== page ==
The City of Los Angeles has removed two trees and a portion of fencing in front of a rental property in Venice in preparation for construction related to a Ballona Lagoon enhancement plan.

In a letter to the property owner, Meir Dehry, Los Angeles Street Improvement and Stormwater Division manager, notified him that his property at 120 Hurricane St. would be directly affected because the trees (ficus and podacarpus) and a portion of the fence have encroached upon the city’s right-of-way.

Construction of a five-foot-wide decomposed granite public access pathway between Topsail Street and Canal Court is one of four planned improvements under the lagoon enhancement Phase IIIA plan.

The Los Angeles Department of Public Works began cutting the trees down on Tuesday, February 9th under a coastal development permit from the California Coastal Commission as part of the construction of Phases IIIA and IIIB of the Ballona Lagoon Enhancement Plan, said Cora Jackson Fossett, public works spokeswoman.

“Public Works has been working closely with the Los Angeles City Council office [11th District represented by Bill Rosendahl] and local residents on this project and we encourage citizens to let us know about any concerns,” said Fossett.

Neil Hurwitz, a ten-year resident of the property, told The Argonaut that the loss of the trees is a loss to the many birds that frequent the area and make use of the trees.

“We have two great white herons that walk up the embankment from the lagoon to the natural dirt path. With the building of a new path and railings at the embankment edge, these beautiful birds won’t be able to walk up there anymore,” said Hurwitz.

He said he had never been much of a birdwatcher before, but with all of the birds spending a great deal of time in these trees — Catalina hummingbirds, egrets, osprey and other birds — he developed a great love and appreciation for them.

“They plan to put this new path in where we now have a natural path and have a sitting area for people closer toward Pacific Avenue,” he said.

“They chopped up a lot for very little.”

He continued, “The regular people who walk their dogs along the path couldn’t believe that the trees had been cut down. There could have been a compromise. Cleaning up the debris in the lagoon should have been a higher priority.”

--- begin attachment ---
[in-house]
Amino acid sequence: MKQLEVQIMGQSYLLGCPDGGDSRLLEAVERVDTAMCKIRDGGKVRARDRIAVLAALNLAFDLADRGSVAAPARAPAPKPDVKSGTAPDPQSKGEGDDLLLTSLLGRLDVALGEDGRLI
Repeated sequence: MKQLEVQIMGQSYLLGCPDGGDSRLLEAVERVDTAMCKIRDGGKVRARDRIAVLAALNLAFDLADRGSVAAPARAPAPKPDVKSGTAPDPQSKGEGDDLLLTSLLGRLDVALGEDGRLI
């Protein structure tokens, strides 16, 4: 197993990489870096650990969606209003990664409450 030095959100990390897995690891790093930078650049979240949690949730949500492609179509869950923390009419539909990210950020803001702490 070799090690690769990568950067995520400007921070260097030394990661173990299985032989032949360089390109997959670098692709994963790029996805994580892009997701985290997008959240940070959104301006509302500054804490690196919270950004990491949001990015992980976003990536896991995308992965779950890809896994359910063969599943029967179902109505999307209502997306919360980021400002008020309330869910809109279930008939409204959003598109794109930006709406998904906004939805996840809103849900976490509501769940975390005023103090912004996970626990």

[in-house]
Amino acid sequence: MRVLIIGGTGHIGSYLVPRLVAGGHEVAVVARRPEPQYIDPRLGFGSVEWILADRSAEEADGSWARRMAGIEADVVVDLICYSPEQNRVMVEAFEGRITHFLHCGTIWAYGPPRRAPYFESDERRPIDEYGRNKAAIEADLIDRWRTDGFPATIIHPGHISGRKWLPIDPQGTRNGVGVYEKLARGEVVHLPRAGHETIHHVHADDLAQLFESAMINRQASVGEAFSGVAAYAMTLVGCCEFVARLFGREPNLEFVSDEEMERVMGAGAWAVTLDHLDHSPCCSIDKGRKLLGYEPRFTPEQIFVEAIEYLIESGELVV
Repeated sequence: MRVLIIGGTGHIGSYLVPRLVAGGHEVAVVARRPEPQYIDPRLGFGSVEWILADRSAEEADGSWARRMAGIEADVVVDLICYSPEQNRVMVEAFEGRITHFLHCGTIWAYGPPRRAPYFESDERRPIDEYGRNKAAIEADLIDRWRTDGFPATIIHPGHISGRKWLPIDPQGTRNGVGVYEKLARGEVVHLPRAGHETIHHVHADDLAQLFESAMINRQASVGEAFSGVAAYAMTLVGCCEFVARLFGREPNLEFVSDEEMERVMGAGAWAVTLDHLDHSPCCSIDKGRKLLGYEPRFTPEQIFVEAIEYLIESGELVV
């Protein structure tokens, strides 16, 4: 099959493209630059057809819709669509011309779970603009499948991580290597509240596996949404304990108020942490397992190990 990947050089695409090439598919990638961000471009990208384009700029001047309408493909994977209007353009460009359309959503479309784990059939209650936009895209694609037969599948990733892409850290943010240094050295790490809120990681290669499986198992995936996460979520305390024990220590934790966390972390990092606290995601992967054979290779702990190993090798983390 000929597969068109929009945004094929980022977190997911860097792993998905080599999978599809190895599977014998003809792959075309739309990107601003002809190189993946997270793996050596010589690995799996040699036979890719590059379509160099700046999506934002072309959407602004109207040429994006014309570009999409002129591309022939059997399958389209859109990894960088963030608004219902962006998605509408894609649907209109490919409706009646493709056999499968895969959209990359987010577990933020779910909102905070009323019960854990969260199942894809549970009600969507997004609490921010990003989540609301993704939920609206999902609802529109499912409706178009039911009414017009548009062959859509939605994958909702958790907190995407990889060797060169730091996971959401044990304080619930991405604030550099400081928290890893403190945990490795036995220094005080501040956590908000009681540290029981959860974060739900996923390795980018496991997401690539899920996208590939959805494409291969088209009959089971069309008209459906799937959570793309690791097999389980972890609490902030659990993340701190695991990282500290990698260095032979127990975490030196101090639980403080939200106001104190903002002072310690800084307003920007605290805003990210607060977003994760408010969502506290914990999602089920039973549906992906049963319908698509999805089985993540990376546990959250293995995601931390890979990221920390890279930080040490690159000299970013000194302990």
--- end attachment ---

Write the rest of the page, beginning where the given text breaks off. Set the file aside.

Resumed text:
The coastal development permit includes removal of non-native vegetation and encroachments (including but not limited to, fences, walls, lighting, irrigation improvements, decks/patios, and residential landscaping).

The project also includes revegetation with native dune plants; realigning and improving of the west bank public access trail between Topsail Street and Canal Court; construction of a split-rail fence along the public access trail and inland edge of easements; and construction of a public education and information area with benches near Jib Street at Pacific Avenue.

Construction hours will be between 7 a.m. and 5 p.m. Monday through Friday, and it will take approximately seven months to complete the project contract work.

Two lanes of traffic along Pacific Avenue will be maintained at all times, a city report said.

The Ballona Lagoon Enhancement Plan project will restore coastal wetland habitat and will improve a public access path along the west side of the lagoon and vegetate the western bank of the lagoon with native plants, according to Public Works documentation.

The coastal development permit with the project description and staff recommendations are available online at

http://documents.coastal.ca.gov/reports/2009/4/W17c-4-2009.pdf/.

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